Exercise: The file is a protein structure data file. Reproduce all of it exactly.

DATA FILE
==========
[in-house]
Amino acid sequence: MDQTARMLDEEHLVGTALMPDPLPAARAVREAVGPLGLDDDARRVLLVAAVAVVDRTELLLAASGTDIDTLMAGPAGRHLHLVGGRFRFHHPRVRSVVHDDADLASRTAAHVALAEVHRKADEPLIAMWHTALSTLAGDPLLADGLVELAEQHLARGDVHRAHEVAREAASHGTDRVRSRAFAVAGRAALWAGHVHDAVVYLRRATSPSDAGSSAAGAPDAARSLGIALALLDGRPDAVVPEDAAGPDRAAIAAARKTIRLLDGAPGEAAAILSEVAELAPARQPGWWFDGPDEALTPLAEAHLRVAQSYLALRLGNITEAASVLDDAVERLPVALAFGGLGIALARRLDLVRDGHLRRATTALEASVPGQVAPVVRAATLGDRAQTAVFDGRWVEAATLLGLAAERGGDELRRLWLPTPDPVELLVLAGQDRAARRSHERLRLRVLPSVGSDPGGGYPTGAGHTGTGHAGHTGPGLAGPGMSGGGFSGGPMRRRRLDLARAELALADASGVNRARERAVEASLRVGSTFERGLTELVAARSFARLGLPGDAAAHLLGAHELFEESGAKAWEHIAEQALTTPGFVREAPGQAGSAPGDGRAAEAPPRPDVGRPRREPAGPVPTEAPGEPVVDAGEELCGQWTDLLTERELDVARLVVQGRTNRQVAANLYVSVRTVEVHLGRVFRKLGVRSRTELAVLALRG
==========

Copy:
[in-house]
Amino acid sequence: MDQTARMLDEEHLVGTALMPDPLPAARAVREAVGPLGLDDDARRVLLVAAVAVVDRTELLLAASGTDIDTLMAGPAGRHLHLVGGRFRFHHPRVRSVVHDDADLASRTAAHVALAEVHRKADEPLIAMWHTALSTLAGDPLLADGLVELAEQHLARGDVHRAHEVAREAASHGTDRVRSRAFAVAGRAALWAGHVHDAVVYLRRATSPSDAGSSAAGAPDAARSLGIALALLDGRPDAVVPEDAAGPDRAAIAAARKTIRLLDGAPGEAAAILSEVAELAPARQPGWWFDGPDEALTPLAEAHLRVAQSYLALRLGNITEAASVLDDAVERLPVALAFGGLGIALARRLDLVRDGHLRRATTALEASVPGQVAPVVRAATLGDRAQTAVFDGRWVEAATLLGLAAERGGDELRRLWLPTPDPVELLVLAGQDRAARRSHERLRLRVLPSVGSDPGGGYPTGAGHTGTGHAGHTGPGLAGPGMSGGGFSGGPMRRRRLDLARAELALADASGVNRARERAVEASLRVGSTFERGLTELVAARSFARLGLPGDAAAHLLGAHELFEESGAKAWEHIAEQALTTPGFVREAPGQAGSAPGDGRAAEAPPRPDVGRPRREPAGPVPTEAPGEPVVDAGEELCGQWTDLLTERELDVARLVVQGRTNRQVAANLYVSVRTVEVHLGRVFRKLGVRSRTELAVLALRG